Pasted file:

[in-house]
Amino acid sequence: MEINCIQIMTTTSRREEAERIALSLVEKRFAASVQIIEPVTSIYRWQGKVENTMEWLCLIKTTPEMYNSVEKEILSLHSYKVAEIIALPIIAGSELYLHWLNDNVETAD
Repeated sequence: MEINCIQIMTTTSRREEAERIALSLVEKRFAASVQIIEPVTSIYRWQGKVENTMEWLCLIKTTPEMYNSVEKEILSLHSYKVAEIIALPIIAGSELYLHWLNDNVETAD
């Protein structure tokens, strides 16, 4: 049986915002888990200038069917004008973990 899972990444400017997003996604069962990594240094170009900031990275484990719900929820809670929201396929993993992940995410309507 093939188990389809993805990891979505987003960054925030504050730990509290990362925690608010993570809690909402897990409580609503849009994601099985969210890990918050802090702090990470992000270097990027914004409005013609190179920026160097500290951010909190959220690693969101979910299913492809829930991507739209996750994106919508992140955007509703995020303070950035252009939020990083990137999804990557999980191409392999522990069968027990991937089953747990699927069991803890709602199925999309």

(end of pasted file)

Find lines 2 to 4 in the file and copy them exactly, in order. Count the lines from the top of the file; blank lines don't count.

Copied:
Amino acid sequence: MEINCIQIMTTTSRREEAERIALSLVEKRFAASVQIIEPVTSIYRWQGKVENTMEWLCLIKTTPEMYNSVEKEILSLHSYKVAEIIALPIIAGSELYLHWLNDNVETAD
Repeated sequence: MEINCIQIMTTTSRREEAERIALSLVEKRFAASVQIIEPVTSIYRWQGKVENTMEWLCLIKTTPEMYNSVEKEILSLHSYKVAEIIALPIIAGSELYLHWLNDNVETAD
């Protein structure tokens, strides 16, 4: 049986915002888990200038069917004008973990 899972990444400017997003996604069962990594240094170009900031990275484990719900929820809670929201396929993993992940995410309507 093939188990389809993805990891979505987003960054925030504050730990509290990362925690608010993570809690909402897990409580609503849009994601099985969210890990918050802090702090990470992000270097990027914004409005013609190179920026160097500290951010909190959220690693969101979910299913492809829930991507739209996750994106919508992140955007509703995020303070950035252009939020990083990137999804990557999980191409392999522990069968027990991937089953747990699927069991803890709602199925999309």